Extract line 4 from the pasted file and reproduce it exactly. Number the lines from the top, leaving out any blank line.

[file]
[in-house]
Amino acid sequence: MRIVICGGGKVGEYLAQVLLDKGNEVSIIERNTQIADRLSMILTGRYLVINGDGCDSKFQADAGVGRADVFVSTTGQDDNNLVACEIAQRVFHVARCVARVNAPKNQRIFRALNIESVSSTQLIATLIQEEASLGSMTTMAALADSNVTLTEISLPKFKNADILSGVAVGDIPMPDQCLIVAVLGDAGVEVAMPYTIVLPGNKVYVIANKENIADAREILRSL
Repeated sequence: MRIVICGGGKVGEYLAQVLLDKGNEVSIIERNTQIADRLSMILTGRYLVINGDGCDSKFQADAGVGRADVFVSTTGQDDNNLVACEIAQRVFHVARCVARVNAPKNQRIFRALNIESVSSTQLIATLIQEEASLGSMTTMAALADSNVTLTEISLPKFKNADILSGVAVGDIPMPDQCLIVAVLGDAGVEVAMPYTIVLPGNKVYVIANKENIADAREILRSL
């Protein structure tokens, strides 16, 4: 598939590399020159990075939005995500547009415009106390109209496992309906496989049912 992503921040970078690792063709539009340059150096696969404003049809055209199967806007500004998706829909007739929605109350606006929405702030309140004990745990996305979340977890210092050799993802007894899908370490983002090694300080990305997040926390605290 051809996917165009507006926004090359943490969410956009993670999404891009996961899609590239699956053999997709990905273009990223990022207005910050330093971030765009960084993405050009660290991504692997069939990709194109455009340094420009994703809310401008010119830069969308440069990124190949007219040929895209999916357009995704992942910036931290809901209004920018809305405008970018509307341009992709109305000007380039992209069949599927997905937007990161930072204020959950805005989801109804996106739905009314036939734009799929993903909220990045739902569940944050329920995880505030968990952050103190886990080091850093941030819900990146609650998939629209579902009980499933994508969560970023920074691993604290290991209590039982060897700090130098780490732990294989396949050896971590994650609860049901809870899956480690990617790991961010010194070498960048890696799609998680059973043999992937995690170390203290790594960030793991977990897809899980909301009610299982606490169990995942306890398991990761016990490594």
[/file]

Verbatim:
């Protein structure tokens, strides 16, 4: 598939590399020159990075939005995500547009415009106390109209496992309906496989049912 992503921040970078690792063709539009340059150096696969404003049809055209199967806007500004998706829909007739929605109350606006929405702030309140004990745990996305979340977890210092050799993802007894899908370490983002090694300080990305997040926390605290 051809996917165009507006926004090359943490969410956009993670999404891009996961899609590239699956053999997709990905273009990223990022207005910050330093971030765009960084993405050009660290991504692997069939990709194109455009340094420009994703809310401008010119830069969308440069990124190949007219040929895209999916357009995704992942910036931290809901209004920018809305405008970018509307341009992709109305000007380039992209069949599927997905937007990161930072204020959950805005989801109804996106739905009314036939734009799929993903909220990045739902569940944050329920995880505030968990952050103190886990080091850093941030819900990146609650998939629209579902009980499933994508969560970023920074691993604290290991209590039982060897700090130098780490732990294989396949050896971590994650609860049901809870899956480690990617790991961010010194070498960048890696799609998680059973043999992937995690170390203290790594960030793991977990897809899980909301009610299982606490169990995942306890398991990761016990490594």